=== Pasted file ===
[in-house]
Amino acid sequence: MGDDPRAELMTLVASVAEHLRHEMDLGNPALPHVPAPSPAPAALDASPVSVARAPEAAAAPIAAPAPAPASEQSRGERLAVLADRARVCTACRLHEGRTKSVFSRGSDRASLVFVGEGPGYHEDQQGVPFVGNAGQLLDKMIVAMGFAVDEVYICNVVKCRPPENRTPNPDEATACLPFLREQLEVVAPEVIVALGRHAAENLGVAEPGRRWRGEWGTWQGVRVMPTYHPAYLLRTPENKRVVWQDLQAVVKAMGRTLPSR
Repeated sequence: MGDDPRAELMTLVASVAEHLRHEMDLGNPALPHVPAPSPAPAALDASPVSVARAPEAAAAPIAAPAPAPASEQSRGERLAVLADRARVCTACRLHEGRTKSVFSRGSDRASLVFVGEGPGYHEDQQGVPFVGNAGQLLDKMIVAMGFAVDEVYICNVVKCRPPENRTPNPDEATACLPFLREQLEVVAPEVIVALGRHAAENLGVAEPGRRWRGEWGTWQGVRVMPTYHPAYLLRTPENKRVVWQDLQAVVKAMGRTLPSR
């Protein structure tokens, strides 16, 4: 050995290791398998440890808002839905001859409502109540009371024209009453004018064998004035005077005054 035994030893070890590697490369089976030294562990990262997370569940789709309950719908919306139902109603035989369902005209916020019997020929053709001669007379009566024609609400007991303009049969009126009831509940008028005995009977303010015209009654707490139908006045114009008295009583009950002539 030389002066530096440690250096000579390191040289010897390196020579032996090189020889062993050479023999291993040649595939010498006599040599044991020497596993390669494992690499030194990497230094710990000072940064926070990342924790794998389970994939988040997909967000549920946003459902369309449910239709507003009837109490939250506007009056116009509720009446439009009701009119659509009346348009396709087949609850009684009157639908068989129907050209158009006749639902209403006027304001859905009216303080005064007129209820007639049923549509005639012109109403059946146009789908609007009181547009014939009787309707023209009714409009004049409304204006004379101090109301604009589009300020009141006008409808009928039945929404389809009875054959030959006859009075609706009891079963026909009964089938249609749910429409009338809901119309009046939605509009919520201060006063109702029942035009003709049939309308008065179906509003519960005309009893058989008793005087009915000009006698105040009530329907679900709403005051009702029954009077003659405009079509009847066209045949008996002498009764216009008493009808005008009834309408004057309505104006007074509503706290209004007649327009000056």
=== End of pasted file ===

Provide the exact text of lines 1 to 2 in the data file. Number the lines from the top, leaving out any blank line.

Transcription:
[in-house]
Amino acid sequence: MGDDPRAELMTLVASVAEHLRHEMDLGNPALPHVPAPSPAPAALDASPVSVARAPEAAAAPIAAPAPAPASEQSRGERLAVLADRARVCTACRLHEGRTKSVFSRGSDRASLVFVGEGPGYHEDQQGVPFVGNAGQLLDKMIVAMGFAVDEVYICNVVKCRPPENRTPNPDEATACLPFLREQLEVVAPEVIVALGRHAAENLGVAEPGRRWRGEWGTWQGVRVMPTYHPAYLLRTPENKRVVWQDLQAVVKAMGRTLPSR